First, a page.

SSIS is not suitable for real-time complex data integrations which require the processing of a considerable amount of data, when specific architectures like SOA, Restful calls or other solution could be more efficient. When not adequately implemented a data integration can lead to more problems than it can solve. Best example is the increase in execution time with the volume of data, fact that can easily lead to time-outs and locking of data.

Data Migrations: Migrating AdventureWorks to Dynamics 365 - Products

Below is exemplified the migration of Products from AdventureWorks database to Dynamics 365 (D365), where a minimum of steps were considered. Variations (e.g. enrichment of data, successive migrations) and other Entities (Product Variants, Released Products, Released Product Variants, etc.) will be considered in future posts.

As the AdventureWorks database is available only for testing and exemplification purposes, there is no need for a data import layer, the data being prepared into the “Map” schema created for this purpose. In theory the same approach can be used in production systems as well, though usually it’s better to detach the migration layer from the source system(s) from performance or security reasons.

-- creating a schema into the AdventureWorks database 
CREATE SCHEMA [Map]

Step 1: Data Discovery

Within this step one attempts getting a sorrow understanding of the systems involved within the data migration, in this case AdventureWorks and D365. As basis for this will be analyzed the tables for each entity, respectively the relations existing between them, the values, the distribution as well the relations existing between attributes. Is needed to analyze the similarities as well differences between the involved data models at structural as well at value level.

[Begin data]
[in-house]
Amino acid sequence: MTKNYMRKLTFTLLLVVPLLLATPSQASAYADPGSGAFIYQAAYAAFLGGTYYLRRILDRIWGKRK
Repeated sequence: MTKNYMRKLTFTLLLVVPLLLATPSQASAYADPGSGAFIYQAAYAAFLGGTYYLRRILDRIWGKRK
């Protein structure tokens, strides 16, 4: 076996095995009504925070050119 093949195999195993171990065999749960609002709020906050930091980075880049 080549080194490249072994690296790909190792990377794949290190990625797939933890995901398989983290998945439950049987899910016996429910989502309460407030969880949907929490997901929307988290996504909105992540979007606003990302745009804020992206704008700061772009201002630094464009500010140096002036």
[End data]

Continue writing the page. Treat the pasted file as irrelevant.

In AdventureWorks the SKU (Stock Keeping Unit) has a Color, Size and Style as Dimensions, a Product being created for each SKU. In D365 one differentiates between Products and Dimensions associated with it, having thus two levels defined. In addition, in D365 a Product has also the Configuration as dimension:


In addition, the Products and their Dimensions are defined at master level with a minimal of attributes like the Dimension Group. After that the Products and their Dimensions can be released for each Business Unit (aka Data Area), where the detailed attributes for Purchasing, Sales, Production or Inventory are maintained. For those acquainted with Dynamics AX 2009 it’s the same structure.
Once the structural differences identified, one can start looking at the values that define a product in both systems. The following queries are based on the source system.


-- reviewing the sizes 
SELECT Size 
, count(*) NoSizes
FROM [Production].[vProductDetails]
WHERE CultureId = 'en'
GROUP BY Size
ORDER BY Size

-- reviewing the colors 
SELECT Color
, count(*) NoColors
FROM [Production].[vProductDetails]
WHERE CultureId = 'en'
GROUP BY Color
ORDER BY Color

-- reviewing the styles  
SELECT Style
, count(*) NoStyles
FROM [Production].[vProductDetails]
WHERE CultureId = 'en'
GROUP BY Style
ORDER BY Style
If the above queries show what values are used, the following shows the dependencies between them:
-- reviewing the sizes, colors, styles  
SELECT Size
, Color
, Style
, count(*) NoValues